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Enabling Ableism

We don’t have much control in many aspects of our lives. From social status to ethnicity, we don’t get to decide where we land. It’s common knowledge that it’s not right to judge people based on things outside of their control, yet up to this day, discrimination, whether intentionally or unintentionally, is still a major societal issue in dire need of addressing. We, as a human race, have been fighting long and hard to change the status quo and create a world free of prejudice, but prejudice takes many forms. Often unnoticed or ignored, this discrimination is a sneaky and invasive disease. One of the more obscure yet crucial forms it takes is Ableism.

Ummm… Able-what?

Ableism, for those unfamiliar, is the prejudice of people with disabilities. Rakshitha Arni Ravishankar defines it as “discrimination or social prejudice against people with disabilities based on the belief that typical abilities are superior.” Ableism can take the form of many things, from laws to even the unconscious use of slurs. It treats them as inferior or defective because of their disabilities. Disabilities are usually sensitive topics that have affected the disabled much more than we can imagine. It is important to note that ableism is an umbrella term used to discuss topics of prejudice. A key flaw with using this term is that it fails to identify the plethora of wildly different disabilities.

The Centers for Disease Control and Prevention (CDC), a world wide authority on medical knowledge, defines a disability as “any condition of the body or mind that makes it more difficult for the person with the condition to do certain activities and interact with the world around them.” At first glance, you may be thinking that this is very situational, but in reality, disabilities and in extension ableism is much more widespread. Disabled World, an organization focused on delivering statistics on disabilities across the world, says that around 10% of the current population suffers from a disability, and that 80% of these people live in developing countries. Our own country, the Philippines, is no exception. Around 12%, according to the Philippine Statistics Authority, of people aged 15 and older suffer from severe disabilities and around 32% are aged 60 and older.

Having a disability is life-changing and can have major effects on a person’s entire life. According to the World Health Organization (WHO), disabilities have three dimensions. Impairment in a person’s bodily and mental function, Activity Limitation causing actions to be more difficult, and Participation Restrictions in engaging in common activities. Disabilities can cause a person to be socially isolated by their peers, or unable to acquire medical services. They can restrict people from self-sufficiency and independence. Disabilities can be genetic like diabetes and Down syndrome. You can also develop disabilities through injuries and aging. Based on this information, you probably know someone who has a disability.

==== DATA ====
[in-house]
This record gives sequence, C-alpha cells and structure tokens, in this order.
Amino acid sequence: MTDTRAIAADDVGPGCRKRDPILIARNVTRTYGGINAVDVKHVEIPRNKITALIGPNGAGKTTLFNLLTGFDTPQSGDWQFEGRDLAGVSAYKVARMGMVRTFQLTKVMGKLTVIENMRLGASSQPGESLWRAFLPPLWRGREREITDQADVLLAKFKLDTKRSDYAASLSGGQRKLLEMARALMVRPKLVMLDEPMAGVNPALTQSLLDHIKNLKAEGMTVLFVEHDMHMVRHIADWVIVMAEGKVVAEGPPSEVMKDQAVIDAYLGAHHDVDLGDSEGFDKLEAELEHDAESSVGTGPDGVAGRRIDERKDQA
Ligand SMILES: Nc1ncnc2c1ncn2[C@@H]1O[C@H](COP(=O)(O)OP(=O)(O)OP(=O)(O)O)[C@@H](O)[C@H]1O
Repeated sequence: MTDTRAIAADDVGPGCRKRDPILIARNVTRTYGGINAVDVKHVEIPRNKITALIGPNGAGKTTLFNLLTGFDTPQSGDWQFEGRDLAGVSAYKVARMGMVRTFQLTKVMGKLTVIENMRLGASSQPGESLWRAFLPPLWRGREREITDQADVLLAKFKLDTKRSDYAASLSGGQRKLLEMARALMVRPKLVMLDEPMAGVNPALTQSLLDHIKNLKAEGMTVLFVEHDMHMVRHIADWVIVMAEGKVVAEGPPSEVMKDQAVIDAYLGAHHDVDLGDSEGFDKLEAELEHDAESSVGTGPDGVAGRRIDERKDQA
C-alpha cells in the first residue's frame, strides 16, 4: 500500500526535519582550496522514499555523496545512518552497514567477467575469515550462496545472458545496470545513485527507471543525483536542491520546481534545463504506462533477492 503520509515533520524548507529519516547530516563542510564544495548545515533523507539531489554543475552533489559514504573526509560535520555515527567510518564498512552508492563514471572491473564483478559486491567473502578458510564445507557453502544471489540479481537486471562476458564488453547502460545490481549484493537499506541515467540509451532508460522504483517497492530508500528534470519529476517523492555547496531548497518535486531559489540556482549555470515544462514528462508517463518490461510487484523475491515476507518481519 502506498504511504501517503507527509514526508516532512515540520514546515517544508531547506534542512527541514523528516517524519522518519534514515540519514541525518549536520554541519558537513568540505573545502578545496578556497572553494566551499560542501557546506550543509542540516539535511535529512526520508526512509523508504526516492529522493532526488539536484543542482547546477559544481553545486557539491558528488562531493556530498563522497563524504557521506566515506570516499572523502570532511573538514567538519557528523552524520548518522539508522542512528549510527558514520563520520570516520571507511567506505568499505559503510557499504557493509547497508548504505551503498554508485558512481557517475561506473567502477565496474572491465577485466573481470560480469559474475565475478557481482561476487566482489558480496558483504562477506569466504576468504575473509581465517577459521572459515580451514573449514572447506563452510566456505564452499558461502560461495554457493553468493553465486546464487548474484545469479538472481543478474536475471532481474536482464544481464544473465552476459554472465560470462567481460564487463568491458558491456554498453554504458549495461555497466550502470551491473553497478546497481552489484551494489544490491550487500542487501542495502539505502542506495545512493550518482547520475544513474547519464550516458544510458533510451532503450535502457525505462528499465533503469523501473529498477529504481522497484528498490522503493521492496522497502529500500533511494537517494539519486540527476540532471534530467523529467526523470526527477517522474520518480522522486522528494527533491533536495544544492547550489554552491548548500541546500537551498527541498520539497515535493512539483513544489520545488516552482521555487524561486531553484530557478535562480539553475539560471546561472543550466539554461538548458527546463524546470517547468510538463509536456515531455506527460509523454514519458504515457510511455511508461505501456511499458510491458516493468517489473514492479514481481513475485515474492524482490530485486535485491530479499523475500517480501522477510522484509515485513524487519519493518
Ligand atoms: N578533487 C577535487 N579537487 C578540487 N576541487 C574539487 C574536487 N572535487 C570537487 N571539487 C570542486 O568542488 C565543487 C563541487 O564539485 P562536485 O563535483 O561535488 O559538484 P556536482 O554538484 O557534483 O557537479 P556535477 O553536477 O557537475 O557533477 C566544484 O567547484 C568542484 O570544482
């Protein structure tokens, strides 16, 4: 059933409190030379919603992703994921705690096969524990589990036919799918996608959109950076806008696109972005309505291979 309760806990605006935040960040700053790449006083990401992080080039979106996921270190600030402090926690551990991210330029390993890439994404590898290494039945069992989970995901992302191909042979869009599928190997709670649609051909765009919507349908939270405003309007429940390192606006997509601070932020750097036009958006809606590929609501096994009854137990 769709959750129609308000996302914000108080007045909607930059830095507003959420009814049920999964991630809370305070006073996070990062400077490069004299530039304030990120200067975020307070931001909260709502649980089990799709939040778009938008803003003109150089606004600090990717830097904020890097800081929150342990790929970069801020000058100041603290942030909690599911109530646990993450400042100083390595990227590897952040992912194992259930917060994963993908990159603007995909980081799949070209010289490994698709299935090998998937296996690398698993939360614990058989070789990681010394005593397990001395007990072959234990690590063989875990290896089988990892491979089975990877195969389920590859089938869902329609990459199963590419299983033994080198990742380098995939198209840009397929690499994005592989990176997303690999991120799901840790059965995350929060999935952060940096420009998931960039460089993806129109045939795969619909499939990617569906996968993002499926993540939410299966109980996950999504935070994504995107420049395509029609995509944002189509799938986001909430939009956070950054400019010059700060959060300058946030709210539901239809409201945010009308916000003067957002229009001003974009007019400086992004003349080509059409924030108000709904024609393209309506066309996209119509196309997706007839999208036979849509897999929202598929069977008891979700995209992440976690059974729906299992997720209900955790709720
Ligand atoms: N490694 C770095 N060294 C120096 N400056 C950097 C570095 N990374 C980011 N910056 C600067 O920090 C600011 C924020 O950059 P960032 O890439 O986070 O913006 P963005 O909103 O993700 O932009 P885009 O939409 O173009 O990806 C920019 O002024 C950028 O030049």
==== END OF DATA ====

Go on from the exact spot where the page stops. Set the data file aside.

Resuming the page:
Nitty Gritty Concrete

Now, let’s actually discuss ableism in a concrete context. Ableism is shown generally through two conveyors: individuals and institutions. Individual ableism can be as simple as being condescending or baby talking to a disabled person, or simply not wanting to talk to them because of a “deformity”. Throughout history, ideas of disabilities and ableism have morphed and changed, but a common theme is the moral ambiguity and ethical dilemma that comes with acknowledging disabilities as a disadvantage.

Ableism can be very subtle, and one form of this not-so-obvious prejudice is the use of micro-aggressions. According to Ashley Eisenmenger from Access Living, these are the “everyday verbal or behavioral expressions that communicate a negative slight or insult in relation to someone’s gender identity, race, sex, disability, etc.” Although there may be no ill intent, many still participate in this type of discrimination. It may be in the way someone jokingly calls a friend a “retard” simply because they say something that doesn’t make sense, or it can be saying that someone is acting “bipolar” because of their abrupt mood swings. Even proclaiming that one has “OCD” just because they’re very clean and organized is another way of using these micro-aggressions. While people may be unaware that saying these words is actually hurtful to others, that doesn’t mean it’s not a problem.

The recent incident in the Plantation Bay Resort in Cebu is also another key example of Ableism in action. On December 6, 2020, Mai Pages posted about her experience as a guest at the resort with her son, Fin, who is a child with autism. She wrote about how ashamed she felt when she and her son were told by lifeguards to leave the pool area because they were being “too loud”, which was apparently against Plantation Bay’s rules, when in reality, Fin’s screaming was his way of expressing joy. She left a scathing review of the location: “The plan to swim the whole morning came to a halt. I asked Fin if we could go back to the room because we weren’t allowed to squeal and be merry the special way. It’s a discriminating experience.” Pages noted that what was supposed to be an enjoyable beach getaway for her son turned into a memory she would want to wipe out. What made the already bad situation even worse was that a share-holder of the resort snapped back. Manny Gonzalez gave a reply which presented Mai Pages as an uncooperative and irresponsible mother. He even said that if they wanted to stay at the resort, then they were to abide by the rules, which in turn gained a very negative upheaval from netizens. Manny Gonzalez has since released a new apology and deleted the original response, yet it is difficult to forget the weight of his words.

Nazis, Cereal, and Nursing Homes